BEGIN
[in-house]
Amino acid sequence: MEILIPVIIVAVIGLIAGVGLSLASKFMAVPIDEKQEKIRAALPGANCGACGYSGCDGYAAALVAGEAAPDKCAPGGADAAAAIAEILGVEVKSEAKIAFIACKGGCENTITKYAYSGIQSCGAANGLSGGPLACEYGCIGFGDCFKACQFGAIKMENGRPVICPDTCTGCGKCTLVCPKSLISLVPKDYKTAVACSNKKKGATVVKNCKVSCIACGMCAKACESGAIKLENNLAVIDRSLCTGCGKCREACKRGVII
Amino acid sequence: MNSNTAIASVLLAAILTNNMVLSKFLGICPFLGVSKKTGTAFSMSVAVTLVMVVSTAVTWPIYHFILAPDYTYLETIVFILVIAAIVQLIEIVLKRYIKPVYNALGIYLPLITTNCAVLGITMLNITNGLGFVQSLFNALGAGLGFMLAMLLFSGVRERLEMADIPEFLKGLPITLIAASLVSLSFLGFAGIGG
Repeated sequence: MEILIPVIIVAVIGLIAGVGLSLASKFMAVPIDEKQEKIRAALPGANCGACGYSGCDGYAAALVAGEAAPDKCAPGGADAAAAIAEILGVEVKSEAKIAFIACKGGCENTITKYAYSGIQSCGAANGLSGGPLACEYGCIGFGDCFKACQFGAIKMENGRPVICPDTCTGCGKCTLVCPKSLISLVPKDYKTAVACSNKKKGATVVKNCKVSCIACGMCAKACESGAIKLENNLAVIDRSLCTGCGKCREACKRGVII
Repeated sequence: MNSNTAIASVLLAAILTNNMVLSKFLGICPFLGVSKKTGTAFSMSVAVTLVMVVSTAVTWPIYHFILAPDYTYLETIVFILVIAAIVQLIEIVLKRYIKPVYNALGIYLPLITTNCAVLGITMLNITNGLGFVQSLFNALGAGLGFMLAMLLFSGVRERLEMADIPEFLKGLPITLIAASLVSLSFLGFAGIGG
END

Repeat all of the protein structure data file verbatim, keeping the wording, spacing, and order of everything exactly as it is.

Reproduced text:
[in-house]
Amino acid sequence: MEILIPVIIVAVIGLIAGVGLSLASKFMAVPIDEKQEKIRAALPGANCGACGYSGCDGYAAALVAGEAAPDKCAPGGADAAAAIAEILGVEVKSEAKIAFIACKGGCENTITKYAYSGIQSCGAANGLSGGPLACEYGCIGFGDCFKACQFGAIKMENGRPVICPDTCTGCGKCTLVCPKSLISLVPKDYKTAVACSNKKKGATVVKNCKVSCIACGMCAKACESGAIKLENNLAVIDRSLCTGCGKCREACKRGVII
Amino acid sequence: MNSNTAIASVLLAAILTNNMVLSKFLGICPFLGVSKKTGTAFSMSVAVTLVMVVSTAVTWPIYHFILAPDYTYLETIVFILVIAAIVQLIEIVLKRYIKPVYNALGIYLPLITTNCAVLGITMLNITNGLGFVQSLFNALGAGLGFMLAMLLFSGVRERLEMADIPEFLKGLPITLIAASLVSLSFLGFAGIGG
Repeated sequence: MEILIPVIIVAVIGLIAGVGLSLASKFMAVPIDEKQEKIRAALPGANCGACGYSGCDGYAAALVAGEAAPDKCAPGGADAAAAIAEILGVEVKSEAKIAFIACKGGCENTITKYAYSGIQSCGAANGLSGGPLACEYGCIGFGDCFKACQFGAIKMENGRPVICPDTCTGCGKCTLVCPKSLISLVPKDYKTAVACSNKKKGATVVKNCKVSCIACGMCAKACESGAIKLENNLAVIDRSLCTGCGKCREACKRGVII
Repeated sequence: MNSNTAIASVLLAAILTNNMVLSKFLGICPFLGVSKKTGTAFSMSVAVTLVMVVSTAVTWPIYHFILAPDYTYLETIVFILVIAAIVQLIEIVLKRYIKPVYNALGIYLPLITTNCAVLGITMLNITNGLGFVQSLFNALGAGLGFMLAMLLFSGVRERLEMADIPEFLKGLPITLIAASLVSLSFLGFAGIGG